(Reuters) - Dell Inc founder Michael Dell and his private equity partner Silver Lake would not raise their $24.4 billion bid for the world’s No. 3 PC maker even if a vote on their offer is delayed, two people familiar with the matter said on Tuesday.
The outcome of a shareholder vote scheduled for Thursday on the offer is too close to call. Dell may decide to delay the vote to gain time to win support for the deal, a person familiar with the matter said earlier on Tuesday.
With a nearly 16 percent stake in Dell and ties going back three decades to the creation of the company out of his college dorm room, Michael Dell is seen as having much more at stake in the deal going through than Silver Lake, a financial investor that often walks away from deals.
During late-stage negations leading up to the February 5 buyout agreement, Michael Dell had to subsidize the returns of Silver Lake, which declined to raise its contribution further. The Dell founder agreed to roll over his shares at $13.36 each versus the $13.65 offered to shareholders.
But the two people with knowledge of Michael Dell’s and Silver Lake’s plans said on Tuesday that any decision to increase the offer now would be taken jointly and that both parties have decided there will not be any bump in their $13.65-per-share offer.
Activist investor Carl Icahn has spearheaded opposition to the bid and presented a proposal of his own with Southeastern Asset Management Inc, although this will not go to a vote on Thursday.
Dell’s special board committee will likely make a decision by Thursday morning, based on whether enough votes have been cast to indicate the buyout would be blocked. Dell’s board has set up the special committee to independently assess the best option for shareholders, without influence from Michael Dell, who is the company’s chairman and chief executive officer.
Officials for Dell and its special board committee, and Silver Lake, declined to comment.
Dell shares ended trading on Tuesday down 1 percent to $13.02. That is below Michael Dell and Silver Lake’s offer of $13.65 per share, indicating that more investors now see the outcome of the buyout vote as uncertain.
It is unusual for companies to delay such a special meeting of shareholders so close to the date but it is possible, said Jesse Fried, professor of law at Harvard University.
“Usually there is a delay because the management wants to lobby more shareholders,” Fried said. “Doesn’t usually mean the terms of the deal are going to change.”
But Dell’s special board already has had many months to convince shareholders. If the deal closes in October as envisaged, shareholders will have received an additional 24 cents per share in dividends since the buyout was announced.
Dell’s special committee has warned that the stock might drop to anywhere between $8.67 and $5.85 if shareholders reject the buyout, leaving them with a company in decline as consumers continue to snub desktop and laptop computers in favor of tablets and smartphones.
The war of words continued on Tuesday with Dell’s special board committee publishing a letter to the company’s shareholders reiterating its position that Icahn’s proposal would be too risky for them because it calls for saddling the company with debt while leaving it public.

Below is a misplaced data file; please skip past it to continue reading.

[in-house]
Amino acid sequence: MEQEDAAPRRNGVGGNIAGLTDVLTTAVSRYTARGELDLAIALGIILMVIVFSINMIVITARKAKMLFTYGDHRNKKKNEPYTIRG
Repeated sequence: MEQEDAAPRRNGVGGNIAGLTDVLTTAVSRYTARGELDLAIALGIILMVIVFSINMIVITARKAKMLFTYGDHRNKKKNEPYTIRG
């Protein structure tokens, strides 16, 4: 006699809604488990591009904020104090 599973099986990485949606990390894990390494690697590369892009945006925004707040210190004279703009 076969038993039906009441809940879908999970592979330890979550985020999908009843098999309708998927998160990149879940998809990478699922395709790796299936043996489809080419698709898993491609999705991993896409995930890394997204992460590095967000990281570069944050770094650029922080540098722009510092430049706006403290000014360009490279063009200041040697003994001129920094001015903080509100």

Icahn hit back by releasing consolidated statements of income that he said showed how the company would still be viable if his proposal was adopted. His partner Southeastern issued a statement claiming Wall Street analysts who have been downbeat on Dell have previously got their estimates on the valuation of its peer Hewlett-Packard Co wrong.
Earlier on Tuesday, CNBC reported that BlackRock Inc, which has a stake in Dell of more than 3 percent, was likely to vote against the buyout. A BlackRock spokesman declined to comment.
On Monday, T. Rowe Price Group Inc, which has a roughly 4 percent stake in Dell, affirmed its opposition to the buyout through a statement.
Many other shareholders, including Highfields Capital Management, Pzena Investment Management and Yacktman Asset Management, have also said they would vote against the offer because they see it as too low.
Nevertheless, all three major shareholder advisory firms have recommended Michael Dell’s offer, potentially influencing the decisions of a plethora of small mutual funds that typically follow their lead.
Icahn has argued since March that Dell’s founder is trying to steal the eponymous company away from shareholders almost 30 years after he founded it with just $1,000.
Icahn and Southeastern announced their latest alternative offer for Dell last week. It calls for a buyback of up to 1.1 billion shares at $14 apiece and a Dell warrant offered for every four shares held.
Each warrant would entitle the holder to buy one Dell share for $20 each within the next seven years.
Icahn estimates the value of his latest offer at $15.50 to $18 per share. But for his proposal to be put forward for consideration by Dell shareholders, he must first succeed in having Michael Dell’s offer voted down and then win enough shareholder support to replace the members of Dell’s board with his own nominees.
Reporting by Greg Roumeliotis and Soyoung Kim in New York; Additional reporting by Poornima Gupta and Edwin Chan in San Francisco and Jessica Toonkel and Michael Erman in New York; Editing by John Wallace, Lisa Von Ahn, Tim Dobbyn and Lisa Shumaker